Dr. Jacob Corzine is assistant professor of theology at Concordia University Chicago and is co-editor of Feasting in a Famine of the Word: Lutheran Preaching in the Twenty-First Century (Wipf & Stock, Eugene, OR 2016)
The people should find their lives in your sermon, and no one’s life is unaffected by the coronavirus right now. It is the very fact that I can make such a blanket statement, free of all caveats, which makes it so necessary for us to preach on it.
As I weigh briefly here the advantages and disadvantages of preaching original sin and preaching actual sin, I don’t mean to argue for one and against the other. Instead, I mean to suggest a benefit in focusing a given sermon on one or the other, and that neither type of sermon should be the only type a Christian hears.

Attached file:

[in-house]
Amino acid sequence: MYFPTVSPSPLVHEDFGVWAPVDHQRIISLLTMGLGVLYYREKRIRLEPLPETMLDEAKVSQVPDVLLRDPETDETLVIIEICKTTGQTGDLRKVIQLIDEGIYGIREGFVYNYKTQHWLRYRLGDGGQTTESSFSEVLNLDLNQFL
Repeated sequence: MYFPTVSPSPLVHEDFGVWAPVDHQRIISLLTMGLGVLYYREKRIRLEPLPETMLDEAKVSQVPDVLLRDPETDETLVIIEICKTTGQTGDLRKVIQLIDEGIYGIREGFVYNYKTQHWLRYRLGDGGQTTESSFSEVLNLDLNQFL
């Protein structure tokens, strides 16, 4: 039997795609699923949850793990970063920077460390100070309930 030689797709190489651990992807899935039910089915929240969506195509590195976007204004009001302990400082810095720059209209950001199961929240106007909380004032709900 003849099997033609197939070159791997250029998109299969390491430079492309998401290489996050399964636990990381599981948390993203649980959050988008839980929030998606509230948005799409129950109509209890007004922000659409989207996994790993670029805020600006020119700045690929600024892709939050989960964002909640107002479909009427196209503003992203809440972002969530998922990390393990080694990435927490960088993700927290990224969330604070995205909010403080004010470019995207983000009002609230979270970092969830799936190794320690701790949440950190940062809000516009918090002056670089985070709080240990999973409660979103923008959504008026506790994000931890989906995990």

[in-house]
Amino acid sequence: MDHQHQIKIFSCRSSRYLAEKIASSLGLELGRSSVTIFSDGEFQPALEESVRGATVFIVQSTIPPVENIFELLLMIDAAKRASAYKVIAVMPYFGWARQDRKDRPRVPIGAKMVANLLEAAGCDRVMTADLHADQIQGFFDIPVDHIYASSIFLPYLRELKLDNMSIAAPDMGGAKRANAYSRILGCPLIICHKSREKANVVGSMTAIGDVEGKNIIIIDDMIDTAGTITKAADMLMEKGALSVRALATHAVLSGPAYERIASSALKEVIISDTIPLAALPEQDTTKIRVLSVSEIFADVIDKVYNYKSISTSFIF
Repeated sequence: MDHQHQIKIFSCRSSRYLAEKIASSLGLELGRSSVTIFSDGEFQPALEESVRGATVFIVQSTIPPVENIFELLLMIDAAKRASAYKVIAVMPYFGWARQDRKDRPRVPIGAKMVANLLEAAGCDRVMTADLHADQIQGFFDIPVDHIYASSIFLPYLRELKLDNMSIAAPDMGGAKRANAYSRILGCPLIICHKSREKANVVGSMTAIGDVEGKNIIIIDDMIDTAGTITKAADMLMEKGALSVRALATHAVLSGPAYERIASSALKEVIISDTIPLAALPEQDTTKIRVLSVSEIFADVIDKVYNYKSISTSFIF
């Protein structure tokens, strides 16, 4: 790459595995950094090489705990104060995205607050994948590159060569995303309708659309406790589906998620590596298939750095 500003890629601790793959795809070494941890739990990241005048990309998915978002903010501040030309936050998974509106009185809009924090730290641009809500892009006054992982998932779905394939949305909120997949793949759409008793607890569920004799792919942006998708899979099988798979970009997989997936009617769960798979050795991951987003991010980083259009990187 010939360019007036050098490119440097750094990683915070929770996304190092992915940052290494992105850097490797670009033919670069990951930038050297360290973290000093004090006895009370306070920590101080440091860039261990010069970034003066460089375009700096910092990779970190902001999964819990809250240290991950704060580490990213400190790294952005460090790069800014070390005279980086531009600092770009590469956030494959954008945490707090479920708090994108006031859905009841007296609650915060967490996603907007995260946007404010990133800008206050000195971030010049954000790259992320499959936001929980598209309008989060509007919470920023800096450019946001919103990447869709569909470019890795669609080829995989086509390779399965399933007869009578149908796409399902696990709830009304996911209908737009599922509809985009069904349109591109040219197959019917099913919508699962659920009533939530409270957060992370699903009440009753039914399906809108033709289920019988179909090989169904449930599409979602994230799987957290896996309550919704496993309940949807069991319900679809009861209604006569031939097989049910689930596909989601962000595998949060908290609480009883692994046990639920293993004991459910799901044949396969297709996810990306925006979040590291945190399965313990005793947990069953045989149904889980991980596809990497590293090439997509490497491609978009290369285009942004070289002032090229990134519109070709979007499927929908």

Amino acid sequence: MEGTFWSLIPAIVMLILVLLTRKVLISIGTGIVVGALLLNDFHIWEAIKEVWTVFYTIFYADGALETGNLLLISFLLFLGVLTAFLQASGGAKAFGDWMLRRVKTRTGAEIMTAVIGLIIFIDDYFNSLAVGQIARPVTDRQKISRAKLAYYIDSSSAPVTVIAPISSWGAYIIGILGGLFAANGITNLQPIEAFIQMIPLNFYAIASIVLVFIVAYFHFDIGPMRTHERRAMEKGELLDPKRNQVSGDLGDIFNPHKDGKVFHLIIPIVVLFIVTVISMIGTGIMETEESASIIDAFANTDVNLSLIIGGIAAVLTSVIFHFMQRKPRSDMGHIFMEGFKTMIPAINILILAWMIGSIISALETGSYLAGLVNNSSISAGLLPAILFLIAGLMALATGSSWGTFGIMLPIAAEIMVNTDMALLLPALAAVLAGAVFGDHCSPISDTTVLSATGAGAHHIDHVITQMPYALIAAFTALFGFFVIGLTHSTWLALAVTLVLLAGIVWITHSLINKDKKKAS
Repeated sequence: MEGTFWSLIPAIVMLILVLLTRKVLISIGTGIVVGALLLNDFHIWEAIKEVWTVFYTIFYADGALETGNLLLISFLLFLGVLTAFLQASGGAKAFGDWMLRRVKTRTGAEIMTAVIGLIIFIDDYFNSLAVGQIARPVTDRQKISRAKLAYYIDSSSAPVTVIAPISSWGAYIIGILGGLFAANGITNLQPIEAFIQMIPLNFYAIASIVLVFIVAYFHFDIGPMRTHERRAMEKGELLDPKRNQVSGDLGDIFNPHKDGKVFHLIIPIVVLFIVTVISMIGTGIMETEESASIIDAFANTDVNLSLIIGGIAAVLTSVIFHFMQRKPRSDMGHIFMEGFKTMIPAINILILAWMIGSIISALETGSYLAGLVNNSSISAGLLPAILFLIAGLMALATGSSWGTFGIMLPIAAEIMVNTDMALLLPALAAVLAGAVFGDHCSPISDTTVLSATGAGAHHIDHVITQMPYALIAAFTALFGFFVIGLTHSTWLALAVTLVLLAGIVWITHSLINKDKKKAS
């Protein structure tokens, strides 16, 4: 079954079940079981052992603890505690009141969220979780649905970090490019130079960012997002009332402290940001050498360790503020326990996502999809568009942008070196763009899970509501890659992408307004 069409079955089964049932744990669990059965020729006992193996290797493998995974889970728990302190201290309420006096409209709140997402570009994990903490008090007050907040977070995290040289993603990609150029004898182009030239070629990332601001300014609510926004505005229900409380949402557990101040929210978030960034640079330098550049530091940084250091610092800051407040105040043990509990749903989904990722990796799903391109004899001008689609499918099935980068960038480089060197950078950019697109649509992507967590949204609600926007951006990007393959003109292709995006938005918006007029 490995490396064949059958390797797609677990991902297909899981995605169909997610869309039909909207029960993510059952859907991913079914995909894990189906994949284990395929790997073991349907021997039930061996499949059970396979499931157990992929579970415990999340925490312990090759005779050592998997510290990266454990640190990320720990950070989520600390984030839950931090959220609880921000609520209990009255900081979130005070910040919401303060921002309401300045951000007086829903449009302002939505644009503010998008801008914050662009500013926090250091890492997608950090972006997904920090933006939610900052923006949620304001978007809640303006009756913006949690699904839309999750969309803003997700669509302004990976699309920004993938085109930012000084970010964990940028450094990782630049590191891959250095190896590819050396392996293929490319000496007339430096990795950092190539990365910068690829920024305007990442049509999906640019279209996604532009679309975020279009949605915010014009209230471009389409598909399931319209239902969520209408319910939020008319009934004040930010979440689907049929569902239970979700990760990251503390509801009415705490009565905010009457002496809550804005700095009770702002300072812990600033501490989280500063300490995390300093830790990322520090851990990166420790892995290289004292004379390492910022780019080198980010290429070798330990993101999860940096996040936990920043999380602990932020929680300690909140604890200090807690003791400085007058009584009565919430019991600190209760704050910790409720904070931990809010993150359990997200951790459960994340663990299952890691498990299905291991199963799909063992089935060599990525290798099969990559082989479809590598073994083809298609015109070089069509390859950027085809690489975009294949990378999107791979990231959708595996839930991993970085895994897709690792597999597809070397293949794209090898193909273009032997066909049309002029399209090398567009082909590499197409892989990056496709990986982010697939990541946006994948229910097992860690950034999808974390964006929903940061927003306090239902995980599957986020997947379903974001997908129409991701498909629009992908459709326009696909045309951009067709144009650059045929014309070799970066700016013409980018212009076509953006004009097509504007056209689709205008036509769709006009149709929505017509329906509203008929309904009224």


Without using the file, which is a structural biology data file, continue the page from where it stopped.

Where contrition is evident, the conscience has already been prodded, piqued, finally terrified. More Law only serves to confirm the lie this person is already at risk of believing: that the last work of the conscience is also God’s last word. But God’s last word is the word of absolution, not the confirmation of the conscience’s testimony, but now its…
And so, when you preach the Law, you are also instructing the conscience and thereby forming it. For some of your hearers, this will result in activating their consciences, making them more sensitive, so they become more aware of their sin and more urgently seek the Gospel. For others, it is a re-instruction.
Separating the Law from the conscience is not just bad because it makes the Law ineffective. If the Law and the conscience are not brought together, it also means leaving the conscience unaddressed and unassuaged when the Gospel is preached.